I'm a professional photographer form Brazil and also editor of the main Triathlon website and online magazine in Brazil: www.mundotri.com.br I live at the airport. No, just kidding. When I'm not traveling, I live in Belo Horizonte, Minas Gerais in Brazil. A 2million people city and state capital, close to some historical places like Ouro Preto and Mariana. We also hold one of the main open nature museums in the World: Inhotim. As I said, I'm a triathlete/cyclist/runner (no, I'm not a swimmer, my swimming skills are poor!). I use to cover Triathlon race most of the time and also some great cycling races. I love traveling all around the world.
My favorite place is Hawaii, where the Ironman Triathlon World Championship is held. In my career I'm trying to develop the concept of “sport landscape”, sports shots that can tell more about the place, the scenario and the location. So I love shooting anywhere: cities, beaches, woods...I really love those scenic images and how they express the interaction between athletes and the planet. I've already covered races at different places, like volcanos, lakes, cities, deserts. All those places are amazing. I'm always trying something new and unusual in sports, like multiple exposure, slow sync flash, long exposures, underwater photography and anything else that I find is cool.
This year I covered the Race Across America, a cycling race that crosses the USA from the west coast to the east coast, approximately 3,000 miles. Now I'm working on these shots. I'm also working on a project of multiple exposure shots in Triathlon races. It's difficult because I don't have much time during the action. I need to shoot the safe shots, the shots for my magazine and also try those experiments. It's a rush! I'm also planning a travel to Patagonia next january: 7 days in a boat crossing the ice.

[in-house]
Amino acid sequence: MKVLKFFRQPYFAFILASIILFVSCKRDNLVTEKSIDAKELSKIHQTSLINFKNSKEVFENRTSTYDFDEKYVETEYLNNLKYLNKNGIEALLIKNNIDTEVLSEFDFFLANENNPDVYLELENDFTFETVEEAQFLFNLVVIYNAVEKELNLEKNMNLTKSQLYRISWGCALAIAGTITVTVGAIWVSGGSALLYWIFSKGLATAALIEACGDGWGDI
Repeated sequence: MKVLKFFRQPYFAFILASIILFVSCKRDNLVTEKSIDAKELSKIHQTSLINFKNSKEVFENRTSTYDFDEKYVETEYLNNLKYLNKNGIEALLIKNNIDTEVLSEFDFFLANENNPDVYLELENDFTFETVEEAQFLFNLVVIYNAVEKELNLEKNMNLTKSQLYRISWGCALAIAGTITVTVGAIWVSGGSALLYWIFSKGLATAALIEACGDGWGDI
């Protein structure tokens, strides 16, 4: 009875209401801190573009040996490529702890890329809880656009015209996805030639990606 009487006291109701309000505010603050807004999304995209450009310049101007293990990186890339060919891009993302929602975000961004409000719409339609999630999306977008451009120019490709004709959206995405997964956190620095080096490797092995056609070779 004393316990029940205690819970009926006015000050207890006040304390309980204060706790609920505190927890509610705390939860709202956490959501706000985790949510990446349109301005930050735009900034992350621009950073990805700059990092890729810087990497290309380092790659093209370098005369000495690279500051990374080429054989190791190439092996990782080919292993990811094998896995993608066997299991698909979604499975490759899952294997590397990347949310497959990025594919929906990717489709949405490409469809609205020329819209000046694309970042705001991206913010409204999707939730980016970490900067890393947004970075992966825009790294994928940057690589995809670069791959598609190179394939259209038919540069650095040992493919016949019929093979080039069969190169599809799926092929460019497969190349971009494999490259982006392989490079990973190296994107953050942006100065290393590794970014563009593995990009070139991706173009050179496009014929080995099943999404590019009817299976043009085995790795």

2013 National Geographic travel photo contest winner:
About the photo
I was in Manaus/Amazon during the Brazilian Aquathlon (swimming and running) championship. This river is called Rio Negro (Black River) due to its water color. Rio Negro is the largest left tributary of the Amazon, the largest blackwater river in the world. While the name Rio Negro means Black River, its waters aren't exactly black; they are similar in color to strong tea. The dark color comes from humic acid from incomplete breakdown of phenol. I photographed it from the water and my lens got completely wet. The contrast between the dark water, the athletes and the white sprays and sky was just perfect for a B&W picture. I had a great time that day. I didn't use my camera house because the river was pretty shallow there. I knew this was the shot of the day when I took it. When I opened it on my screen I knew it was one of the best of my life. I think the energy, from the river and from the athletes is the key point. That was a Junior start. Many of those kids don't have much money or opportunities in life, so they try so hard in sports careers. For them, it was a very, very important race. I'm also a triathlete/cyclist/runner and I know how much emotion we feel at the start of the race. One funny thing is that one week prior to the race 3 crocodiles were found nearby the swim area. I think it pushed the guys to race faster!